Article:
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IBM Redbooks | SAN - explaining the different ports

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SAN - explaining the different ports


Abstract

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Segment
Storage Area Networks (SAN)

This Tip discusses SAN - the different ports encountered. For related information about this topic, refer to the following IBM Redbooks publication: Designing and Optimizing an IBM Storage Area Network, SG24-6419-00
. Contents _ Ports In the various discussions, we will mention different kinds of Fibre Channel ports. It is, therefore, important to understand what is meant by these different types of ports. E_Port An E_Port is an expansion port. A port is designated an E_Port when it is used as an interswitch expansion port to connect to the E_Port of another switch, to build a larger switched fabric. These ports are found in Fibre Channel switched fabrics and are used to interconnect the individual switch or routing elements. They are not the source or destination of IUs, but instead function like the F_Ports and FL_Ports to relay the IUs from one switch or routing elements to another. E_Ports can only attach to other E_Ports. An Isolated E_Port is a port that is online but not operational between switches due to overlapping domain ID or nonidentical parameters. F_Port An F_Port is a fabric port that is not loop capable. Used to connect an N_Port to a switch. These ports are found in Fibre Channel switched fabrics. They are not the source or destination of IUs, but instead function only as a middle-man to relay the IUs from the sender to the receiver. F_Ports can only be attached to N_Ports. FL_Port An FL_Port is a fabric port that is loop capable. Used to connect NL_Ports to the switch in a loop configuration. These ports are just like the F_Ports described above, except that they connect to an FC-AL topology. FL_Ports can only attach to NL_Ports. G_Port A G_Port is a generic port that can operate as either an E_Port or an F_Port. A port is defined as a G_Port when it is not yet connected or has not yet assumed a specific function in the fabric. L_Port An L_Port is a loop capable fabric port or node. This is a basic port in a Fibre Channel Arbitrated Loop (FC-AL) topology. If an N_Port is operating on a loop it is referred to as an NL_Port. If a fabric port is on a loop it is known as an FL_Port. To draw the distinction, throughout this book we will always qualify L_Ports as either NL_Ports or FL_Ports.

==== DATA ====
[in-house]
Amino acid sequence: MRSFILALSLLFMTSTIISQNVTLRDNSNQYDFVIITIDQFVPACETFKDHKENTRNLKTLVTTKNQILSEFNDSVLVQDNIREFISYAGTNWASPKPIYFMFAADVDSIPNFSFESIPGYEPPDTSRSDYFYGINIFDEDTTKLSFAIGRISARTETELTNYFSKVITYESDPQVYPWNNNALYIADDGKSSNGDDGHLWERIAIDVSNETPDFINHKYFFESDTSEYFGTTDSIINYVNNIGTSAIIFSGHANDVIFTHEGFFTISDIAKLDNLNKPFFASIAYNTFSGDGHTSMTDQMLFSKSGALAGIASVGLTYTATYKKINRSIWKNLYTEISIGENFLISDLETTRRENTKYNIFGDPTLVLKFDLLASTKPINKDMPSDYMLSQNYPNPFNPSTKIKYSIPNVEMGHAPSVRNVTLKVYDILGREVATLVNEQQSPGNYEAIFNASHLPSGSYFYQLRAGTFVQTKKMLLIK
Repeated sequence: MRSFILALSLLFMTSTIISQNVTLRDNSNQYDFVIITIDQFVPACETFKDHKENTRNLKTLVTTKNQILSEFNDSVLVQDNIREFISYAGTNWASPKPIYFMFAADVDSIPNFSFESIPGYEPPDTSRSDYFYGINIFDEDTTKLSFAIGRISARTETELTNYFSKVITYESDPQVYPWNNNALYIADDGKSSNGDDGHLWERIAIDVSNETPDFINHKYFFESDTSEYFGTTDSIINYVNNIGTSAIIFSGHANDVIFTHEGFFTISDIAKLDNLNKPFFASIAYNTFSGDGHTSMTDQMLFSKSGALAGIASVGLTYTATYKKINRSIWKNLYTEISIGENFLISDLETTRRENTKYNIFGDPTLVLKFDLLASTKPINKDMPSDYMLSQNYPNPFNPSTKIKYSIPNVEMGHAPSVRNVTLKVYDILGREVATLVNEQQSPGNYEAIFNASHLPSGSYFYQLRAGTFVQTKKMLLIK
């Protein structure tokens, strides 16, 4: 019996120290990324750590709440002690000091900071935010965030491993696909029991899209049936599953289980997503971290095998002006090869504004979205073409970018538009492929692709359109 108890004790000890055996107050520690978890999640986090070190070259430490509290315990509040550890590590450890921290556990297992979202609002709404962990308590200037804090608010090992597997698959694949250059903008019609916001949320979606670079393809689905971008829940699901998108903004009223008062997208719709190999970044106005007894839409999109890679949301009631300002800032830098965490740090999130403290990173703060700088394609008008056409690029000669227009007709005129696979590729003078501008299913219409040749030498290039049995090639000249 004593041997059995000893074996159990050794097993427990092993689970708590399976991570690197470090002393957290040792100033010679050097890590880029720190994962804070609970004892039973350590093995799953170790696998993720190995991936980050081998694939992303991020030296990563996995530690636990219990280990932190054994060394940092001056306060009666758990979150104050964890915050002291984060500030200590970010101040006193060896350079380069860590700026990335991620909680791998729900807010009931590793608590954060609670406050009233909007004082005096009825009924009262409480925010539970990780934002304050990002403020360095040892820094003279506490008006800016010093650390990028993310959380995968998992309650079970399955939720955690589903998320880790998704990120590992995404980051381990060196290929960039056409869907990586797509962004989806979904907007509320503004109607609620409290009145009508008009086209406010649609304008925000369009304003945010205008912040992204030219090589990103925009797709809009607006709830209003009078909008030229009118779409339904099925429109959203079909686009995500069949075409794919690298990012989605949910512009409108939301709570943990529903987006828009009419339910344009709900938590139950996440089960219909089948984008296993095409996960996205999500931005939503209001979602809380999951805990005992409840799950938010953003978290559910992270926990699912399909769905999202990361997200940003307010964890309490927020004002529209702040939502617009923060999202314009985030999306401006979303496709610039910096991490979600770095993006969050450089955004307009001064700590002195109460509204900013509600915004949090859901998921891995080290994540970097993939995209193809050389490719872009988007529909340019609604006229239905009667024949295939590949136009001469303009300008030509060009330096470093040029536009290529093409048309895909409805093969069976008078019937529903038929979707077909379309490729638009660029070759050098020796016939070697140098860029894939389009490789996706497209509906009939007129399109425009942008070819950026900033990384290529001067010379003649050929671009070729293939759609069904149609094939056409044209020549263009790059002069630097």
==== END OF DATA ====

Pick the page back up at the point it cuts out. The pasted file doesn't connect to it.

Product
IBM TotalStorage SAN

Publish Date
27 August 2002

IBM Form Number


TIPS0037

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http://www.redbooks.ibm.com/abstracts/tips0037.html?Open

18.01.2006

IBM Redbooks | SAN - explaining the different ports

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N_Port N_Port is a node port that is not loop capable. Used to connect an equipment port to the fabric. These ports are found in Fibre Channel nodes, which are defined to be the source or destination of information units (IU). I/O devices and host systems interconnected in point-to-point or switched topologies use N_Ports for their connection. N_Ports can only attach to other N_Ports or to F_Ports. NL_Port An NL_Port is a node port that is loop capable. Used to connect an equipment port to the fabric in a loop configuration through an FL_Port. These ports are just like the N_Port described above, except that they connect to a Fibre Channel Arbitrated Loop (FCAL) topology. NL_Ports can only attach to other NL_Ports or to FL_Ports. U_Port U_Port is a universal port. A generic switch port that can operate as either an E_Port, F_Port, or FL_Port. A port is defined as a U_Port when it is not connected or has not yet assumed a specific function in the fabric. In addition to these Fibre Channel port types, the following port types are only used in the INRANGE products. T_Port (INRANGE specific) A T_Port is an ISL port more commonly known as an E_Port. TL_Port (INRANGE specific) A TL_Port is a private to public bridging of switches or directors. In addition to these Fibre Channel port types, the following port type is used only in the McDATA products: B_Port (McDATA specific) A B_Port is a bridge port that provides fabric connectivity by attaching to the E_Port of a director. This B_Port connection forms an ISL through which a fabric device can communicate with a public loop device. . Special Notices

This material has not been submitted to any formal IBM test and is published AS IS. It has not been the subject of rigorous review. IBM assumes no responsibility for its accuracy or completeness. The use of this information or the implementation of any of these techniques is a customer responsibility and depends upon the customer's ability to evaluate and integrate them into the customers operational environment.
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http://www.redbooks.ibm.com/abstracts/tips0037.html?Open

18.01.2006